The Price of New Tesla Solar Shingles
Another consideration that many have is whether to wait for tesla solar shingles to become affordable or even available. Solar shingle roofs are best for new builds and homes that need the roof replaced.
If this isn’t the case, solar shingles cost significantly more than an array with solar panels. Even the tesla site refers customers to solar panels if they don’t need a new roof.
Qualifying for Solar Panels
Not everyone is in a place in their life where they can get solar. For some, this is a question of being able to afford solar. However, most can’t get solar because their home doesn’t qualify.
Ensuring the home qualifies is a necessary part of determining the right time to go solar. Several different things can make or break a home for a solar install.
Determining what might prevent the home or homeowner from qualifying can help customers plan for the future. It can also help homeowners that thought they couldn’t afford solar, realize that they actually can.
The Role Credit and Taxes Play in Solar
Credit plays a role in solar purchases. Unless the customer is paying in cash, the homeowner’s credit can determine if they are eligible for a specific financing program.
The other thing to consider is whether the homeowner owes federal taxes. The ITC is a federal tax credit applied to solar installations. Those that lease solar or don’t owe federal taxes don’t qualify for this tax credit.
What Usage is and Why it Matters
Usage is the amount of electricity a home uses. To create accurate solar estimates, solar companies need at least 12 months of usage. This usage tells them how much energy the homeowner needs to produce with their array.
There is a delicate balance between making a profit and saving the customer money. This balance is why solar companies turn away homes that have low usage.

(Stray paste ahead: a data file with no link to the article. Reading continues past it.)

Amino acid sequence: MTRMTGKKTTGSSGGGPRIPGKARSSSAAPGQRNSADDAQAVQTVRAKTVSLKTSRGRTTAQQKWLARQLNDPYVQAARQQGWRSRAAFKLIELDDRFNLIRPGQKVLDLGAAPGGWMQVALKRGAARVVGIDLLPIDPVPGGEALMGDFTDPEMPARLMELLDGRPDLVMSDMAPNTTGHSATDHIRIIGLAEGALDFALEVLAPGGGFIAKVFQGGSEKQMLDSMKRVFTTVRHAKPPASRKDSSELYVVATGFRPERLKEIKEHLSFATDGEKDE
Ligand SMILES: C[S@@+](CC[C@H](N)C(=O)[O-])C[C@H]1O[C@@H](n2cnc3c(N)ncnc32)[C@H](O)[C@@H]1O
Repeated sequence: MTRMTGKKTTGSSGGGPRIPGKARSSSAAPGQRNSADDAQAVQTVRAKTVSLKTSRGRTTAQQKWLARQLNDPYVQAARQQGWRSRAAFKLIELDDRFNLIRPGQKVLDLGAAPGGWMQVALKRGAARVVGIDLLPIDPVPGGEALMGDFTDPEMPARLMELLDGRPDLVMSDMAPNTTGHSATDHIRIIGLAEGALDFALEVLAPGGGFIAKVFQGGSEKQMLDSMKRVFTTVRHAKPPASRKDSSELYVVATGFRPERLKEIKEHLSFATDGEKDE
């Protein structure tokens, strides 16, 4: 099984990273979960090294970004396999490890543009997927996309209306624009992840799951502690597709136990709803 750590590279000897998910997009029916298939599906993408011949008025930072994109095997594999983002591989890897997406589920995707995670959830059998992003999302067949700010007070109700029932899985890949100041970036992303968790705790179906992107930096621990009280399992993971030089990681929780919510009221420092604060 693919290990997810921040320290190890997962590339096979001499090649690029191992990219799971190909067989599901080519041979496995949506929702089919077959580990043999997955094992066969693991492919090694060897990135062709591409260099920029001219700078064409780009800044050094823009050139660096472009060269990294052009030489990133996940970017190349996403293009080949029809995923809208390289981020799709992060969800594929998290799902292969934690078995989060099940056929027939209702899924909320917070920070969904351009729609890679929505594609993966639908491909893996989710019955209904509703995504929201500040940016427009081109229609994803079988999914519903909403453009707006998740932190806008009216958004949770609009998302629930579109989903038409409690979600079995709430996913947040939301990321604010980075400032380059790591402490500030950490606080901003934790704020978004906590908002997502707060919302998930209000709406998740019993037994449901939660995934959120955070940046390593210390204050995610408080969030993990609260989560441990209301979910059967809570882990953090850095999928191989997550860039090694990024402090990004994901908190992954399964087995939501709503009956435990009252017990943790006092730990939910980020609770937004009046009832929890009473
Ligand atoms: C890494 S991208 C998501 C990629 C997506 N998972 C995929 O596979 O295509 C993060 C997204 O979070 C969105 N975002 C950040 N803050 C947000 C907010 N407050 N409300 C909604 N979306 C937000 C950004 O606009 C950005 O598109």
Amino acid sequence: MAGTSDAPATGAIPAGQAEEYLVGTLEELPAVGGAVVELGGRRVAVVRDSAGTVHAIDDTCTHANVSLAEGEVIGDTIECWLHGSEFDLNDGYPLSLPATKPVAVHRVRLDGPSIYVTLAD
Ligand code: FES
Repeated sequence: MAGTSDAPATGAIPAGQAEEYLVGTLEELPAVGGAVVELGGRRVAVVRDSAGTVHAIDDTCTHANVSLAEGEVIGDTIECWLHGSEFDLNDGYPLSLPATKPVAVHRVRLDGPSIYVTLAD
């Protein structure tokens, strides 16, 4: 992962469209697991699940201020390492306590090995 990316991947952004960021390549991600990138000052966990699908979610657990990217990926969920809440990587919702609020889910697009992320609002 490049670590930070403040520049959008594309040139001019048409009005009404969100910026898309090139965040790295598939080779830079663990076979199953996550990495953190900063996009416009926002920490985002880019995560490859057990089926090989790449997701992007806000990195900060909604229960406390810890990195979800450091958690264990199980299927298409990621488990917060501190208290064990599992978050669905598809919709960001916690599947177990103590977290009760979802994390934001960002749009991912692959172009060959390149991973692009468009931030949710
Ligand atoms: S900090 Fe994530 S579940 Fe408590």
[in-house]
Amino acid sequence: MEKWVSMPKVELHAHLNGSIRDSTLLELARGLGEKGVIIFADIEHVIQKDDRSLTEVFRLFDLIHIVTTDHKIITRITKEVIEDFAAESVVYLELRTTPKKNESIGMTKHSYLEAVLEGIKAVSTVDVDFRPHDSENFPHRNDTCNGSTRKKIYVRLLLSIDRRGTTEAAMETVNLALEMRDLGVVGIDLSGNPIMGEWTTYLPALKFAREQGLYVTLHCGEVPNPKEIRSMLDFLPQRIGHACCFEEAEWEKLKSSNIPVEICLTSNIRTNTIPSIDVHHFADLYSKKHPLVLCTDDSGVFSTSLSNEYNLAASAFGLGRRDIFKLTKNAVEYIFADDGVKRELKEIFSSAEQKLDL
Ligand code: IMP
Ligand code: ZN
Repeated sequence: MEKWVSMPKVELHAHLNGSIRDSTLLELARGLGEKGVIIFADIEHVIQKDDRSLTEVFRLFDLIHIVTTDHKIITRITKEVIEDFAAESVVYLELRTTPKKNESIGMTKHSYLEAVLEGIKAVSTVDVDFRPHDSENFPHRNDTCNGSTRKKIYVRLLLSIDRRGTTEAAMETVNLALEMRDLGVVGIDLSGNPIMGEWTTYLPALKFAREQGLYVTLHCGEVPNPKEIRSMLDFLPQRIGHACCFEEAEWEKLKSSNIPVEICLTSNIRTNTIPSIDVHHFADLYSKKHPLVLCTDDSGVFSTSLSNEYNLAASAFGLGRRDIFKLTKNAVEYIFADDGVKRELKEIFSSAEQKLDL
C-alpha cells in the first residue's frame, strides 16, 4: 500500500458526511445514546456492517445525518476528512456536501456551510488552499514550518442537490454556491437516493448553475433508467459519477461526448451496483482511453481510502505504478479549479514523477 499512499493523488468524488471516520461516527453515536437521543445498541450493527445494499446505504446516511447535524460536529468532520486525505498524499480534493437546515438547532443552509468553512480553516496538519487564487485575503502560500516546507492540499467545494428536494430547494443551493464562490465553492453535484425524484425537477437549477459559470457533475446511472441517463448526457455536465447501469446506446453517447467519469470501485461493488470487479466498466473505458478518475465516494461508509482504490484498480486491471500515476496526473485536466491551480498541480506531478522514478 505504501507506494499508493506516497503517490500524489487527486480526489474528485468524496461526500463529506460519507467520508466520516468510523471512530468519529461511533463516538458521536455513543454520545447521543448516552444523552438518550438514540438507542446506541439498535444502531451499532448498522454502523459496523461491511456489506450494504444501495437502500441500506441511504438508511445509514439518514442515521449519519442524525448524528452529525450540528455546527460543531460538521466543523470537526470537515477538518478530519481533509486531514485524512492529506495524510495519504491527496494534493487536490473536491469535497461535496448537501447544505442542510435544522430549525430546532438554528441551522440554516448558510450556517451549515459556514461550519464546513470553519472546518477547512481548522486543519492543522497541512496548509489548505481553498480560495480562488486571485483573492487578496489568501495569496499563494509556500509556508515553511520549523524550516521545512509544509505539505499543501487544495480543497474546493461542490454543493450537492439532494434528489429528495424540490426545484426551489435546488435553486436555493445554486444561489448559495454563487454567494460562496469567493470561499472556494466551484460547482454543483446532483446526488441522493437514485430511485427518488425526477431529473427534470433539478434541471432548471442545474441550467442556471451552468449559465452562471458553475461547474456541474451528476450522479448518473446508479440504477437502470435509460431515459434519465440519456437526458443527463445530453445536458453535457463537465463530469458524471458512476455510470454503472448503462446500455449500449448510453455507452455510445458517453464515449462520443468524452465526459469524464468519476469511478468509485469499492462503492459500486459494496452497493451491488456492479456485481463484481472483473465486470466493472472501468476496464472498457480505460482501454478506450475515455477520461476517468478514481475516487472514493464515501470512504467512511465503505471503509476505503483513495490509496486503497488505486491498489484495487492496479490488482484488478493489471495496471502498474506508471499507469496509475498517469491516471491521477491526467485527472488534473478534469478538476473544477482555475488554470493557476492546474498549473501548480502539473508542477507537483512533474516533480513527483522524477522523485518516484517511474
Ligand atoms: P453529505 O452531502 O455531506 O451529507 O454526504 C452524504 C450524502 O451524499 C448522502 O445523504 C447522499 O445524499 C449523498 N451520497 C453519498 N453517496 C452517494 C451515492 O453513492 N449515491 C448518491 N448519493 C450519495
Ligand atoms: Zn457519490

If the home usage is to low, there are a couple of things you can do to increase your energy consumption and qualify for solar. Two of these things include adding electrical appliances and increasing the number of people living in the home.
Home Factors Used to Determine Solar Accommodation
There are lots of factors that go into whether a home is a good fit for solar. Some of these factors include shading, direction, pitch and azimuth of the roof. A solar professional will verify these things won’t prevent maximum solar production before the system is approved.
Homeowners that don’t have a qualifying home may not be a lost cause. If the home can’t qualify for solar, unshaded space in the backyard is worth considering.
Ground mounts, otherwise known as backyard panels, need at least 210.12 square feet of unshaded space. The property line setback requirements of the city the home is in can increase the minimum space required for an array.
Another thing to consider is the type of home. If the home is a modular home, mobile home, or the person applying for solar is not the owner, it will not work.
The Best Way to get Solar Panels
Once the customer finds the best time to get solar, it is time to figure out how to get the best deal. One of the factors currently impacting the cost of solar is the ITC.
This tax credit will start to phase down in 2020. Customers that can get solar before the start of this phase-down would be wise to do so.
Another thing to consider is how best to compare solar bids. When comparing solar bids, interested parties should account for the products offered. Just because something is cheaper doesn’t mean it is better. Lower prices don’t mean the deal is better.